More than three weeks into the U.S. withdrawal from Afghanistan, Washington's plans to help ensure the country does not descend into chaos remain murky despite a ramped-up effort to get Afghanistan's neighbors — Pakistan in particular — to do more.
The focus has been on rallying support, both for the ongoing diplomatic push to keep talks between the Afghan government and the Taliban on track, and for military cooperation should instability make new U.S. counterterrorism operations necessary.
But the U.S. efforts to solidify plans for what comes next appear to have taken on renewed urgency in recent days, leaning on outreach from the White House and the Pentagon to overcome a decade of strained ties and start to win over Pakistani officials.
Already, U.S. officials have voiced some optimism that an initial meeting between U.S. national security adviser Jake Sullivan and his Pakistani counterpart, Moeed Yusuf, on Sunday in Geneva, went well.
"Both sides discussed a range of bilateral, regional, and global issues of mutual interest," according to a statement issued by the White House on Monday, which made no reference to Afghanistan.
"Both sides agreed to continue the conversation," it said.
The Pentagon, likewise, expressed confidence following a call early Monday between U.S. Defense Secretary Lloyd Austin and Pakistan's Chief of Army Staff, General Qamar Javed Bajwa.
"The secretary's discussion this morning was very useful," Pentagon press secretary John Kirby told reporters. "The secretary reiterated his appreciation for Pakistan's support for the Afghanistan peace negotiations and expressed his desire to continue to build on the United States-Pakistan bilateral relationship."
History of mistrust
Yet beyond the initial discussions, progress on both the military and diplomatic fronts appears to be elusive, complicated by years of mistrust, some of it dating back to May 2011, when Washington did not alert Pakistan to the U.S. special operations forces raid in Abbottabad that killed al-Qaida leader Osama bin Laden.
At the time, Islamabad warned the U.S. against any unilateral military action on Pakistani territory.
And Pakistan's Ministry of Foreign Affairs Monday rejected the idea of allowing the U.S. to use Pakistan as a base for troops or as a staging point for potential airstrikes, dismissing speculation about the possibility of such an arrangement as "baseless and irresponsible."
In an interview with VOA, Foreign Minister Shah Mahmood Qureshi cast further doubt on how much help will be coming from Islamabad when it comes to ensuring Afghanistan is as stable as possible after U.S. and coalition troops leave.
"We have no business interfering in their internal matters, but we are there to help if they require our help, and we will try and be as positive as we can," Qureshi told VOA's Urdu service.
"Afghanistan is a sovereign country. It's an independent country," he said. "Whatever we can (do) we will, but they will have to ultimately shoulder the responsibility."
U.S. officials, though, continue to hope Pakistan will, in the end, be willing to do more, even if just out of self-interest.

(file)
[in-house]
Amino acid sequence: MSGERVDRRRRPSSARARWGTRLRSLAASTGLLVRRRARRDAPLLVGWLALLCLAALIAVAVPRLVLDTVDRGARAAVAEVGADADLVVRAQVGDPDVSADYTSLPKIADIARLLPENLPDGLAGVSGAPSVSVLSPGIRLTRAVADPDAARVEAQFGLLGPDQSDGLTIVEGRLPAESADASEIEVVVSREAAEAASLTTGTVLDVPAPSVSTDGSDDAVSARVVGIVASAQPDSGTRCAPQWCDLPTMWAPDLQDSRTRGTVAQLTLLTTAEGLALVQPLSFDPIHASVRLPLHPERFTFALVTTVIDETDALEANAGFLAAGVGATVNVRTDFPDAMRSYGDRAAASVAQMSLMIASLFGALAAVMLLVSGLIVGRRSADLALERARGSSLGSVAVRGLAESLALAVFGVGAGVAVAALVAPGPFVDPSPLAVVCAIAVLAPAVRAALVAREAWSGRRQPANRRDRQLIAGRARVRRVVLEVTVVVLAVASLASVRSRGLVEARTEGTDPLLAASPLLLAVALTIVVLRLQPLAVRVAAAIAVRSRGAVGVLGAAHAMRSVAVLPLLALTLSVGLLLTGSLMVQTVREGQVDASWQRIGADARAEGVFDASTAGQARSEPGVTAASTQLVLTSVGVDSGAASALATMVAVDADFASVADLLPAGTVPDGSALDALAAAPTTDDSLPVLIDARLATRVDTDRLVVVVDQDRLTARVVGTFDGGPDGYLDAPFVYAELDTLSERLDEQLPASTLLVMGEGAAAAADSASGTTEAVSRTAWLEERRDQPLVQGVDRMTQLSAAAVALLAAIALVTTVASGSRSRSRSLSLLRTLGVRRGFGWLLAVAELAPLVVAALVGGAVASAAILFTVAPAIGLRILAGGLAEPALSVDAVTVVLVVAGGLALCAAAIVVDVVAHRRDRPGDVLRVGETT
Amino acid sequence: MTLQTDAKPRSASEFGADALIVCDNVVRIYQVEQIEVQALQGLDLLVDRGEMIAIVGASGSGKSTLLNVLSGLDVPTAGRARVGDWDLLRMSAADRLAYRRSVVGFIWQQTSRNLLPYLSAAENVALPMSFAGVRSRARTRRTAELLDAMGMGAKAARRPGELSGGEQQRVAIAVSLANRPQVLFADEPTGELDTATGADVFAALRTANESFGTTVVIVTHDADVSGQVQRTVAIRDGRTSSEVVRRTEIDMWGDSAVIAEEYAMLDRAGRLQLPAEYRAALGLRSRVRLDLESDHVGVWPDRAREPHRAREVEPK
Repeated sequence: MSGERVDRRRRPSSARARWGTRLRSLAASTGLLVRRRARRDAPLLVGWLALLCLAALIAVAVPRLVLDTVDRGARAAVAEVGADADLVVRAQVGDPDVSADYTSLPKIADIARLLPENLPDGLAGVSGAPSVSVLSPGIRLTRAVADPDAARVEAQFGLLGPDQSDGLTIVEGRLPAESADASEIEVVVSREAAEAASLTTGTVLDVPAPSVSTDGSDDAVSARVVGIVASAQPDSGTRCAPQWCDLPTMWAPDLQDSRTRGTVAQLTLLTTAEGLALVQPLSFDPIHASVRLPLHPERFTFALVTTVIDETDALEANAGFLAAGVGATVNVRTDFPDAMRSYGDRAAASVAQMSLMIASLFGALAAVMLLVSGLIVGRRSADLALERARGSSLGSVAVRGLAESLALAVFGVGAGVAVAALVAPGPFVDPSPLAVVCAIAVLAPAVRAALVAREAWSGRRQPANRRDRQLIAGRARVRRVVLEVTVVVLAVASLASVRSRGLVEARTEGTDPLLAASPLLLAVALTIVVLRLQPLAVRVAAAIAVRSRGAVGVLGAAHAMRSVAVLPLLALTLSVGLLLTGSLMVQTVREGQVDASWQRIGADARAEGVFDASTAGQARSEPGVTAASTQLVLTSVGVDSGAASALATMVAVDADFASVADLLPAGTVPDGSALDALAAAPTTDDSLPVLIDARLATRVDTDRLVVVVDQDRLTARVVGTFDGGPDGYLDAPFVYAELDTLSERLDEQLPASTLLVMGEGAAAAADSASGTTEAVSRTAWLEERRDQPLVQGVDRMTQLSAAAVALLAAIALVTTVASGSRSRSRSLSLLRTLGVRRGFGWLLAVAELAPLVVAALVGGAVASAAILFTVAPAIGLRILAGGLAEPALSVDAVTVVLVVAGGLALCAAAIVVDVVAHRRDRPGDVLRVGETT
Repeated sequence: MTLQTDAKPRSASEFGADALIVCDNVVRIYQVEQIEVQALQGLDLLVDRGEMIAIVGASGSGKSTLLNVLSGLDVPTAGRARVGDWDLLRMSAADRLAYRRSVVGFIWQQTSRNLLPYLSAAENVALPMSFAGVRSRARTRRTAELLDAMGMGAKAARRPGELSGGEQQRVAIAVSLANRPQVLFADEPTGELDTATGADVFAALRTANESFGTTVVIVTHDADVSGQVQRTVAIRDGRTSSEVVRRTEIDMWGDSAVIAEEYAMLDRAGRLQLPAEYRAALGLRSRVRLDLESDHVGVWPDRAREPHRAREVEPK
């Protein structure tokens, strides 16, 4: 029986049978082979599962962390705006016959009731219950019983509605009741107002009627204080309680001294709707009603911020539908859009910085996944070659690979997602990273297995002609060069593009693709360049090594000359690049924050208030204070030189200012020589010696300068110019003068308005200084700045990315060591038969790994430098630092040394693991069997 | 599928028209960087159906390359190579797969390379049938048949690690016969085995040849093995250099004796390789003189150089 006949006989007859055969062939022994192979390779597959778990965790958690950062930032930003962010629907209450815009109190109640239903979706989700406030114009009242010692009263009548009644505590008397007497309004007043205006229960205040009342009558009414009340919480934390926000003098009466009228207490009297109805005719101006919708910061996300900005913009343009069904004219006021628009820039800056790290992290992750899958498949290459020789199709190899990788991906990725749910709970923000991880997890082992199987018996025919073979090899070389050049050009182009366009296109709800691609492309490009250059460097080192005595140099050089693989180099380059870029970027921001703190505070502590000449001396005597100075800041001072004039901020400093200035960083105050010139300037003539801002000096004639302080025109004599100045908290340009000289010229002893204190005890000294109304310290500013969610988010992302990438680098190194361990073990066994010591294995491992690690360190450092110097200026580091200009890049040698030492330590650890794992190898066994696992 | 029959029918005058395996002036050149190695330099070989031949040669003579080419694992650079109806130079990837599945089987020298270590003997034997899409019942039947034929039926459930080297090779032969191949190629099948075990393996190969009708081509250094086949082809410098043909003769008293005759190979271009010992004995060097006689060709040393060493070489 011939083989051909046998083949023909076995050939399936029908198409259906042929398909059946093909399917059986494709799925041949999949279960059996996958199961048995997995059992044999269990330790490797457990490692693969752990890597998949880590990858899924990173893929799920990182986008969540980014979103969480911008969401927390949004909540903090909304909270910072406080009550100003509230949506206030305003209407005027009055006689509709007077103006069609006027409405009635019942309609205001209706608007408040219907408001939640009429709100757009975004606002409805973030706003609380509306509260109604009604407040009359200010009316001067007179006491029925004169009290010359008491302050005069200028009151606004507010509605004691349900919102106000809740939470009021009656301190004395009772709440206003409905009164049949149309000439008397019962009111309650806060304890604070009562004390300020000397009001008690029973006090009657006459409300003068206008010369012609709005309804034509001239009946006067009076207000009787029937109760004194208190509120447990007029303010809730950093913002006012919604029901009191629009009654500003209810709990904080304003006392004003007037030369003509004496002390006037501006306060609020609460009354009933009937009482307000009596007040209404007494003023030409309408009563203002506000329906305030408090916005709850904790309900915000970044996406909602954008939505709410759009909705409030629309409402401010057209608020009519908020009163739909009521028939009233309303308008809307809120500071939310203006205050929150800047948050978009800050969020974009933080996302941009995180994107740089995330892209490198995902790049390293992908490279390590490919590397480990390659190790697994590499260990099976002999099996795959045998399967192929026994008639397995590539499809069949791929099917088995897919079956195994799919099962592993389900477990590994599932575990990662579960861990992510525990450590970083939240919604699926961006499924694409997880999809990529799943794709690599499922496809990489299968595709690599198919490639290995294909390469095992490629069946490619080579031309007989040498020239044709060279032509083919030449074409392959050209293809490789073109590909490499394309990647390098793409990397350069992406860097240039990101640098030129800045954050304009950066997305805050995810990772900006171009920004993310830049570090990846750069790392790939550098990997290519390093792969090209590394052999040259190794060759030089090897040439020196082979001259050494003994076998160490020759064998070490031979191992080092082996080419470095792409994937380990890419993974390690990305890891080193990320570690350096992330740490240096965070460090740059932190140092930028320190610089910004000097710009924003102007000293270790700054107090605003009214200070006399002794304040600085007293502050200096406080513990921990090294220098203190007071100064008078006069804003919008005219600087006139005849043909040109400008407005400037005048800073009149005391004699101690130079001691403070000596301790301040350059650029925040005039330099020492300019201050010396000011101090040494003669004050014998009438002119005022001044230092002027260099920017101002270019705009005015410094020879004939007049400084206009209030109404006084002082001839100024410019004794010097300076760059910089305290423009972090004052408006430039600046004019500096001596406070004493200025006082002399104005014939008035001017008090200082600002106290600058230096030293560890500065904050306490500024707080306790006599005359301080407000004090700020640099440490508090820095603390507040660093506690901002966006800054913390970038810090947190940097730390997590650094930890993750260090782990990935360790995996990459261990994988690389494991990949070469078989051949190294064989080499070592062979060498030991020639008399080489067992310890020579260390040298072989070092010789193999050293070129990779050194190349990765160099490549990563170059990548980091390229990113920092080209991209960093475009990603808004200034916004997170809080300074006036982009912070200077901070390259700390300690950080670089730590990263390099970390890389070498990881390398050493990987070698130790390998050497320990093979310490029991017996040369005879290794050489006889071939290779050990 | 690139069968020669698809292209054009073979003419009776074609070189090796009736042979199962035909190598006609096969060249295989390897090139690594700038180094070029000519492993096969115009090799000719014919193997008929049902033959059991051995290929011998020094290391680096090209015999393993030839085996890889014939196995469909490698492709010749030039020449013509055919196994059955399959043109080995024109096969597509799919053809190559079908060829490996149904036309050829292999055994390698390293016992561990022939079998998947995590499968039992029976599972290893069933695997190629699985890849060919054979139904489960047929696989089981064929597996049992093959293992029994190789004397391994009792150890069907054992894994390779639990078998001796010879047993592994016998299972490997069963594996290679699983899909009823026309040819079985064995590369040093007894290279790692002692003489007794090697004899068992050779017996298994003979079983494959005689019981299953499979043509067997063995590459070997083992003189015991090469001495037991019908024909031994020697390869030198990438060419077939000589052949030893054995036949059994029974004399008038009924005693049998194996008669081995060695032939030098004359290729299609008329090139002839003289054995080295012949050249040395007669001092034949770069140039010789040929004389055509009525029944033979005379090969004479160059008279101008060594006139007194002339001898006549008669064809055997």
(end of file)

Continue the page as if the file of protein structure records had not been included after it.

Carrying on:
"It has always been the case that Pakistan has much to gain from peace in Afghanistan," a State Department spokesperson told VOA on the condition of anonymity, given the sensitive nature of the ongoing discussions.
Other officials have expressed cautious optimism that self-interest, combined with encouragement, will sway officials in Islamabad to be more proactive.
"I hope those with influence over the Taliban, such as Pakistan, do the right thing," Zalmay Khalilzad, the U.S. special representative for Afghanistan reconciliation, told U.S. lawmakers last week. "We are pressing them to do that."
There are questions about how much leverage the U.S. can ultimately exert on Islamabad.
One option could be freeing up some $300 million in security aid to Pakistan that was frozen in 2018 under former U.S. President Donald Trump after his administration chastised Pakistan for a "dual policy of fighting some terrorists while supporting others" — a reference to Pakistan's ties to the Taliban and the Haqqani network.
U.S. officials will not say whether such a move is even under consideration.
"We do not comment or speculate on policies that may or may not be under deliberation," a State Department spokesperson told VOA — and even if it was, the money may not be enough to change Pakistan's thought process.
"It's complicated," a senior Pakistani official dealing with national security matters said to VOA about the aid. "We are not asking. If we get it, of course we won't say no."
In the meantime, U.S. options may be narrowing for its military posture once the withdrawal from Afghanistan is complete.
Russia's presidential envoy for Afghanistan, Zamir Kabulov, said Monday that Tajikistan and Uzbekistan will not allow the U.S. to establish military bases on their territories.
"They made it clear that this was impossible," he told the Russian news agency Sputnik, adding, "Our contacts with our Tajik and Uzbek partners indicate that there was no official request to them."
For their part, however, U.S. officials insist there is still time to work out agreements for the basing of troops and assets for when the pullout from Afghanistan is finally completed this coming September.
"These are obviously diplomatic discussions that are ongoing and are clearly not complete,' the Pentagon's Kirby told reporters. "We're exploring a range of options and opportunities to be able to provide a credible and viable over-the-horizon counterterrorism capability, and there's lots of ways you can do that. Overseas basing is just one of them."
Margaret Besheer at the United Nations, VOA Urdu Service contributed to this report.